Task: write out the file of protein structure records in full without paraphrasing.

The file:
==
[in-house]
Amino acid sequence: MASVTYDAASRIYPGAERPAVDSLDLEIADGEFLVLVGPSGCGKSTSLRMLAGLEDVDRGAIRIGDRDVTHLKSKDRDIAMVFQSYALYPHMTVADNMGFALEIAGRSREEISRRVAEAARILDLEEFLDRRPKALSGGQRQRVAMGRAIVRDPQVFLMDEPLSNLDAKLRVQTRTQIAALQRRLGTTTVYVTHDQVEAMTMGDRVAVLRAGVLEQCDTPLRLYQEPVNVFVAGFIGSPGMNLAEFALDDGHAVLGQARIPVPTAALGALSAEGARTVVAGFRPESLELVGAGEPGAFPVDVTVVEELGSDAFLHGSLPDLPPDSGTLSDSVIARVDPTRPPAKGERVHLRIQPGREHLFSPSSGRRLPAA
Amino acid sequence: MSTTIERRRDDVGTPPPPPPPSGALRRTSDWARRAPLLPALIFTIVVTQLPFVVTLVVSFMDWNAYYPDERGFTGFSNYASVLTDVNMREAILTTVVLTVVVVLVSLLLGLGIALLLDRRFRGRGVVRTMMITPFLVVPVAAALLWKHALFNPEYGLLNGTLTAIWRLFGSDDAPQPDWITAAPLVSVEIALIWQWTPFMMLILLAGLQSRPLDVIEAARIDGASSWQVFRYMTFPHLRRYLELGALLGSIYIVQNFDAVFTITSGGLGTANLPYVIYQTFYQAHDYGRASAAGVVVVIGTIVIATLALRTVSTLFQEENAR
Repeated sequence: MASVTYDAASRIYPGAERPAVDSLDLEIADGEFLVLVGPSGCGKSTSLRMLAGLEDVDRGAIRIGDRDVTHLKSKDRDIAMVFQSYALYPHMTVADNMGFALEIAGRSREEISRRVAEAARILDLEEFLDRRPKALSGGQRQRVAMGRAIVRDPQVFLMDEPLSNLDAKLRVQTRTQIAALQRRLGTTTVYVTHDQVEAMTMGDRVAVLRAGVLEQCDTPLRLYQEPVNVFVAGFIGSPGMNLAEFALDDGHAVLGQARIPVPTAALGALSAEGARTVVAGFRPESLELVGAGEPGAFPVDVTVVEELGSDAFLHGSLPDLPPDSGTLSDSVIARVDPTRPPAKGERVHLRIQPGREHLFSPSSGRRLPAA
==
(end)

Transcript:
[in-house]
Amino acid sequence: MASVTYDAASRIYPGAERPAVDSLDLEIADGEFLVLVGPSGCGKSTSLRMLAGLEDVDRGAIRIGDRDVTHLKSKDRDIAMVFQSYALYPHMTVADNMGFALEIAGRSREEISRRVAEAARILDLEEFLDRRPKALSGGQRQRVAMGRAIVRDPQVFLMDEPLSNLDAKLRVQTRTQIAALQRRLGTTTVYVTHDQVEAMTMGDRVAVLRAGVLEQCDTPLRLYQEPVNVFVAGFIGSPGMNLAEFALDDGHAVLGQARIPVPTAALGALSAEGARTVVAGFRPESLELVGAGEPGAFPVDVTVVEELGSDAFLHGSLPDLPPDSGTLSDSVIARVDPTRPPAKGERVHLRIQPGREHLFSPSSGRRLPAA
Amino acid sequence: MSTTIERRRDDVGTPPPPPPPSGALRRTSDWARRAPLLPALIFTIVVTQLPFVVTLVVSFMDWNAYYPDERGFTGFSNYASVLTDVNMREAILTTVVLTVVVVLVSLLLGLGIALLLDRRFRGRGVVRTMMITPFLVVPVAAALLWKHALFNPEYGLLNGTLTAIWRLFGSDDAPQPDWITAAPLVSVEIALIWQWTPFMMLILLAGLQSRPLDVIEAARIDGASSWQVFRYMTFPHLRRYLELGALLGSIYIVQNFDAVFTITSGGLGTANLPYVIYQTFYQAHDYGRASAAGVVVVIGTIVIATLALRTVSTLFQEENAR
Repeated sequence: MASVTYDAASRIYPGAERPAVDSLDLEIADGEFLVLVGPSGCGKSTSLRMLAGLEDVDRGAIRIGDRDVTHLKSKDRDIAMVFQSYALYPHMTVADNMGFALEIAGRSREEISRRVAEAARILDLEEFLDRRPKALSGGQRQRVAMGRAIVRDPQVFLMDEPLSNLDAKLRVQTRTQIAALQRRLGTTTVYVTHDQVEAMTMGDRVAVLRAGVLEQCDTPLRLYQEPVNVFVAGFIGSPGMNLAEFALDDGHAVLGQARIPVPTAALGALSAEGARTVVAGFRPESLELVGAGEPGAFPVDVTVVEELGSDAFLHGSLPDLPPDSGTLSDSVIARVDPTRPPAKGERVHLRIQPGREHLFSPSSGRRLPAA